How do I get rid of it?
Imperatively in one of the voluntary contribution points set up in Tahiti. Especially NOT in a green or grey bin!
The Dispatch and the excellent Damien GRIVOIS inform us:
Boaters and marine professionals can now dispose of their expired flares free of charge and safely since 12 December. Indeed, the fenua Ma trade union, the Maritime Cluster and the Country have decided to set up nine public points in Papeete, Arue, Punaauia and Taravao for the recovery of these dangerous pyrotechnic devices. No supply points are planned for the islands to date, as Fenua Ma's jurisdiction is limited to the Windward Islands.
"While distress flares save lives at sea, they can also, once out of date, prove dangerous for the boater and the environment," the director of the Nautisport partner in Fare Ute recalled on Thursday morning in the car park of the Nautisport Fenua Ma, Benoit Layrle. And man knows something about it, since used flares have already caused fires at the Paihoro Technical Landfill Centre (CET) and the Motu Uta sorting centre, causing damage of tens of millions of Francs.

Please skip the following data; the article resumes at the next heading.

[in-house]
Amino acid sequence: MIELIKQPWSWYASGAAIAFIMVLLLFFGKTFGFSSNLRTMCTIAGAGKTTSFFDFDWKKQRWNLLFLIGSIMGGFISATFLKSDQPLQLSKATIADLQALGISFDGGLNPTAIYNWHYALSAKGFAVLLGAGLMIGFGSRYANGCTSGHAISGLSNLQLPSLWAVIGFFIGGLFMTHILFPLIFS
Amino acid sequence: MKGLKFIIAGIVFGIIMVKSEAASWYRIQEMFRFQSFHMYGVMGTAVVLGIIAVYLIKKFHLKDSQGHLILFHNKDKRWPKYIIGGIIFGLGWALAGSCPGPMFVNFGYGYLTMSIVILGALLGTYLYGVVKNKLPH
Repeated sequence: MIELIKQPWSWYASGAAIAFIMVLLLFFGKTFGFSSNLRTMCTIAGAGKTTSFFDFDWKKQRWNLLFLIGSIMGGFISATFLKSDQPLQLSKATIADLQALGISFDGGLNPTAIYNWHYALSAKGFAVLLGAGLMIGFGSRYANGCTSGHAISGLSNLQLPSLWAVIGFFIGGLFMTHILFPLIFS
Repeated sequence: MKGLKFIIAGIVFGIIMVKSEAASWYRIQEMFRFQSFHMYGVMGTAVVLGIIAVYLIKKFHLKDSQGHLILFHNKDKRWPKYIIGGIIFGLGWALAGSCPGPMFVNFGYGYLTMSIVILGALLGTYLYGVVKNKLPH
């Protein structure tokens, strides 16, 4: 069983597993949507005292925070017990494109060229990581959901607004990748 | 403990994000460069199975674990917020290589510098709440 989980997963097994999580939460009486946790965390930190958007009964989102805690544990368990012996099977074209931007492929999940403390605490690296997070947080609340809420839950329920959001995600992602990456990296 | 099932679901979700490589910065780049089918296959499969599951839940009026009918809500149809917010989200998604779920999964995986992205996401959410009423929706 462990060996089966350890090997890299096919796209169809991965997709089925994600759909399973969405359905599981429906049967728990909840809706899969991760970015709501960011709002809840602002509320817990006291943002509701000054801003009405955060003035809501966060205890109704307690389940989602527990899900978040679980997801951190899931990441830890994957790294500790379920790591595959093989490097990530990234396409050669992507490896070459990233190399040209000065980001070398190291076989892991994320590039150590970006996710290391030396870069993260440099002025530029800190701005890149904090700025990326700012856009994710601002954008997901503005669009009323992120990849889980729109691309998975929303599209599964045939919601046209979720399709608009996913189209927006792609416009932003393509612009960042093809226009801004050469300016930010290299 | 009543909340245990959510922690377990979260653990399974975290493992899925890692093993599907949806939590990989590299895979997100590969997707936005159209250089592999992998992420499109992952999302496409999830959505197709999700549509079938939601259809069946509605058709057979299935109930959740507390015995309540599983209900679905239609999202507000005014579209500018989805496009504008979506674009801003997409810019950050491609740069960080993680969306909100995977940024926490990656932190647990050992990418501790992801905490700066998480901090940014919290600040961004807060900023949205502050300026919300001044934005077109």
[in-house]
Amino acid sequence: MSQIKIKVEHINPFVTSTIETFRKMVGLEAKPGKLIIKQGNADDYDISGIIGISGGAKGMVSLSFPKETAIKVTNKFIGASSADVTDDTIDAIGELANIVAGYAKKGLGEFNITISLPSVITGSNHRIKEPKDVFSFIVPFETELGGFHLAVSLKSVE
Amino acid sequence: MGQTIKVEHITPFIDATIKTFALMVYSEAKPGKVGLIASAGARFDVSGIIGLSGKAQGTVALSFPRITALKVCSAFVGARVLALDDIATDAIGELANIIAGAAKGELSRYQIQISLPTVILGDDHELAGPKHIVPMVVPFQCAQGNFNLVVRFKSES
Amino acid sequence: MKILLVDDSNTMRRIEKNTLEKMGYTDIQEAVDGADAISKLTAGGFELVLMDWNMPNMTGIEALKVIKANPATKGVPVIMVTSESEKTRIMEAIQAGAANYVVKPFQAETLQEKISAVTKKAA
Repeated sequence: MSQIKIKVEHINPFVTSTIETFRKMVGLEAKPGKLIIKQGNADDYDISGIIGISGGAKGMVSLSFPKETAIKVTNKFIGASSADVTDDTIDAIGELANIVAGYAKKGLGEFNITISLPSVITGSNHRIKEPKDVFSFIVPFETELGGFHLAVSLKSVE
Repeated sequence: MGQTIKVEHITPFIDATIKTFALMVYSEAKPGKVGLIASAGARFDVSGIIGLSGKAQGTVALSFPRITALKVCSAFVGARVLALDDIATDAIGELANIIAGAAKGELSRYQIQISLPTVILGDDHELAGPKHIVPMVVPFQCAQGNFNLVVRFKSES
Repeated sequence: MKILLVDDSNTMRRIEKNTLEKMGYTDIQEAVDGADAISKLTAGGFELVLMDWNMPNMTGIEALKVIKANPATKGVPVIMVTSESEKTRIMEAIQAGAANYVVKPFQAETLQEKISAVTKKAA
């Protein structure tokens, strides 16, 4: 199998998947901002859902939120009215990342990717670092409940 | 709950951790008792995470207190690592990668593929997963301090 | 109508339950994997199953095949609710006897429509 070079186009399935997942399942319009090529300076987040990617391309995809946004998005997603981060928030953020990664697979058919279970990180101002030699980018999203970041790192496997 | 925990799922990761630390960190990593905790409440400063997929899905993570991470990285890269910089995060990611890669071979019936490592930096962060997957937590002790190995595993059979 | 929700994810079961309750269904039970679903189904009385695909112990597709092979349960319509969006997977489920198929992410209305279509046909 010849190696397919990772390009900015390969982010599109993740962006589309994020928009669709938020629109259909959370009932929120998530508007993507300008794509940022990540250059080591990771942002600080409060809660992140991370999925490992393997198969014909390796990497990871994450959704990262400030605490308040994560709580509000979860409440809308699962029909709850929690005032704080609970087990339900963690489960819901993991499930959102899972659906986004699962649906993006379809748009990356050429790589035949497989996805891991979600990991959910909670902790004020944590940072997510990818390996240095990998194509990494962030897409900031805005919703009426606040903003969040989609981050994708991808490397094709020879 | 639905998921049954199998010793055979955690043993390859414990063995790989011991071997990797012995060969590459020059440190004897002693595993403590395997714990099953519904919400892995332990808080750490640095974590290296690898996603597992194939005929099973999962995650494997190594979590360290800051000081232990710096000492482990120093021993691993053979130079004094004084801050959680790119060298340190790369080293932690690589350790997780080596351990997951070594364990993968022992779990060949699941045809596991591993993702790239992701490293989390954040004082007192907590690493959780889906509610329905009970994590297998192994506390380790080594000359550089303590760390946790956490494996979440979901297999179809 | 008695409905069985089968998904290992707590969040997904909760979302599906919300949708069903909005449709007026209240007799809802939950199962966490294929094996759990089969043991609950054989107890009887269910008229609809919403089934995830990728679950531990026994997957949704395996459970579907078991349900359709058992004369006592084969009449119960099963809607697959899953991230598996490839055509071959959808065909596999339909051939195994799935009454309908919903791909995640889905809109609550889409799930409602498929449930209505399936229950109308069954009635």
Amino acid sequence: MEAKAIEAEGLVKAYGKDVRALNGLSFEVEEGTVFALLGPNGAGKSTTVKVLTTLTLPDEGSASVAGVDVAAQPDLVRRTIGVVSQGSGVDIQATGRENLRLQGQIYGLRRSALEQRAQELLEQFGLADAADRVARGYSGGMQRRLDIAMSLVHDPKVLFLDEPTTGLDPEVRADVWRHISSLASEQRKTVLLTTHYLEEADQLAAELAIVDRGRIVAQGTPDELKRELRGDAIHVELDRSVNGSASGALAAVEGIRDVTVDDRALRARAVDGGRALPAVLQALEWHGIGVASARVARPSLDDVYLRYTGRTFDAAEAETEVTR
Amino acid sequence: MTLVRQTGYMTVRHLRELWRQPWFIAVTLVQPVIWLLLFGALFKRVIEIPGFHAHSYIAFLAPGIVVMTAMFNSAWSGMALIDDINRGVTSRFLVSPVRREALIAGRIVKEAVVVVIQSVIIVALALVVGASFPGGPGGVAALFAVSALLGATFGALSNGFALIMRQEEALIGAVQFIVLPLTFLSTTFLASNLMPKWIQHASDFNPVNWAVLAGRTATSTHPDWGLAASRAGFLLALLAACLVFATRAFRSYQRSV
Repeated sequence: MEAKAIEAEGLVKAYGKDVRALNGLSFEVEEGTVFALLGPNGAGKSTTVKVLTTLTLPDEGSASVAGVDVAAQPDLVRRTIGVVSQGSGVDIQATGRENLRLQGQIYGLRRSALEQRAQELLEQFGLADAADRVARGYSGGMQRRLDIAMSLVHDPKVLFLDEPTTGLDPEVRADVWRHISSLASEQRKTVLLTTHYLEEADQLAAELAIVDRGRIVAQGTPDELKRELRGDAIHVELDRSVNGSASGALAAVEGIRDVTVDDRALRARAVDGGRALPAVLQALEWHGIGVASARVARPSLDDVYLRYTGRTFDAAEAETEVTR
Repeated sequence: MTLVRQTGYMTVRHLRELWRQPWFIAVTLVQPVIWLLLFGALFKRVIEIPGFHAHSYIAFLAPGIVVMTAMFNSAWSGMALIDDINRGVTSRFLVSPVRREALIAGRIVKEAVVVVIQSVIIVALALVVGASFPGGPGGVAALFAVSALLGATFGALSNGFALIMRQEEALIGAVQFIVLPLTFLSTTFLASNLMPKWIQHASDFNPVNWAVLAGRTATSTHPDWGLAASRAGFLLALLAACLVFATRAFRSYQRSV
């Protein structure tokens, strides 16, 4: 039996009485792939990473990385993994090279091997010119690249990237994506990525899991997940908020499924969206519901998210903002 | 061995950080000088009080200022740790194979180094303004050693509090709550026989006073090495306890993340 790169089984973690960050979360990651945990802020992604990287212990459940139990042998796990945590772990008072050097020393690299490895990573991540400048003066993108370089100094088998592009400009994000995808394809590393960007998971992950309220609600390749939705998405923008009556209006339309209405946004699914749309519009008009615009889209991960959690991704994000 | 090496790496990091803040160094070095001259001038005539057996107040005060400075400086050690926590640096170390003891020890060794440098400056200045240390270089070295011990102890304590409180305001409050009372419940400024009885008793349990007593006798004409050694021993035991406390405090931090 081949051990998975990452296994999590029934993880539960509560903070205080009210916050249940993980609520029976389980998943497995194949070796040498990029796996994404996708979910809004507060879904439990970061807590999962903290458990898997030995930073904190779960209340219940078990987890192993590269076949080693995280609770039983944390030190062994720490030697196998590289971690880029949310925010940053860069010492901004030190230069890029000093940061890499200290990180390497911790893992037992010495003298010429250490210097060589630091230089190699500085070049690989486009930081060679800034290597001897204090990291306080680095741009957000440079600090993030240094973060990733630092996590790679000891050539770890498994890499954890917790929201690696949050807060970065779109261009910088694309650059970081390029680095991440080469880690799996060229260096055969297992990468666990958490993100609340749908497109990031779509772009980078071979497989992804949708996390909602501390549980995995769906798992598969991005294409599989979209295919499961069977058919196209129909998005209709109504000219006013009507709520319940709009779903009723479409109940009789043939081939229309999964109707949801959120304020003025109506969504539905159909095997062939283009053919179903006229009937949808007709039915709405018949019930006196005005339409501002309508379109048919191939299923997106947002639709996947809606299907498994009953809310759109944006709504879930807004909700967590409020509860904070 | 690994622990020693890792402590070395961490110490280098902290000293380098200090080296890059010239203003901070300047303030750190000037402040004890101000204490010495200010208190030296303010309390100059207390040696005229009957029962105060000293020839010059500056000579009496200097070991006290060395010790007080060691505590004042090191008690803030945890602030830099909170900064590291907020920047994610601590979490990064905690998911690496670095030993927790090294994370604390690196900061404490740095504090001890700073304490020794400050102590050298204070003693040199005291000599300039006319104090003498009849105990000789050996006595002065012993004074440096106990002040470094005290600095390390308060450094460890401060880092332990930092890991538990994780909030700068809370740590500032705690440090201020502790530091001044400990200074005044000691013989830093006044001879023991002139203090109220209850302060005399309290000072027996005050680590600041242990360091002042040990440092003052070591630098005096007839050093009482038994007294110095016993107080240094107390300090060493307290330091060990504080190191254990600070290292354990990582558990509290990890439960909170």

The pyrotechnic devices recovered from the voluntary supply points will then be repatriated by Fenua and then rendered inert: the union will sink them into concrete inside 200-litre drums. [note de l’AVP, on se demande ce que deviennent ces drums… aaah ils seront immergés avec les épaves de navires]The devices involved are floating smoke, red parachute rockets, ocean signal flares, games of three red hand lights in the offshore box and finally the sets of three red DNS handlights.
The places of depot are Nautisport in Fare Ute, Sailtech, the fishing port and the reprocessing and sorting centre of Motu Uta (Papeete), the Yacht Club of Tahiti (Arue), the Taina Marina (Punaauia), the Ace and Nautisport Industrie-NSI stores (Taravao) and finally the centre Paihoro's technical burial.